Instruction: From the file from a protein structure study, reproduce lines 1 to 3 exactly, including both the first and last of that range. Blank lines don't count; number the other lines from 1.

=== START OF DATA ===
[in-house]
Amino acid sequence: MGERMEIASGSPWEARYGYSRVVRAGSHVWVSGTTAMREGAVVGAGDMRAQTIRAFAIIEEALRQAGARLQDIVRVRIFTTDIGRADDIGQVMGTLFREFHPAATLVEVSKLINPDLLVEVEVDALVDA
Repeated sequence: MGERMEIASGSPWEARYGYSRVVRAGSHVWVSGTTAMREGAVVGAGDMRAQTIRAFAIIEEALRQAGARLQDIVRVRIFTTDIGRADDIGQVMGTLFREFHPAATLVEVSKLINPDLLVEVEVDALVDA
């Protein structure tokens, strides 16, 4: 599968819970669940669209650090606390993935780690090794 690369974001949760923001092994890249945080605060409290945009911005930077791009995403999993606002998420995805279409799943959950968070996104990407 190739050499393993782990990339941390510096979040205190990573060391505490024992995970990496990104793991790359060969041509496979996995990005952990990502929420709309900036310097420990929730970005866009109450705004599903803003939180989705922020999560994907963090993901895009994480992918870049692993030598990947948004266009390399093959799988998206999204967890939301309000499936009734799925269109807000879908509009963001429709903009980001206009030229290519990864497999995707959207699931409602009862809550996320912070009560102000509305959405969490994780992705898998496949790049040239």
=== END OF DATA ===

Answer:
[in-house]
Amino acid sequence: MGERMEIASGSPWEARYGYSRVVRAGSHVWVSGTTAMREGAVVGAGDMRAQTIRAFAIIEEALRQAGARLQDIVRVRIFTTDIGRADDIGQVMGTLFREFHPAATLVEVSKLINPDLLVEVEVDALVDA
Repeated sequence: MGERMEIASGSPWEARYGYSRVVRAGSHVWVSGTTAMREGAVVGAGDMRAQTIRAFAIIEEALRQAGARLQDIVRVRIFTTDIGRADDIGQVMGTLFREFHPAATLVEVSKLINPDLLVEVEVDALVDA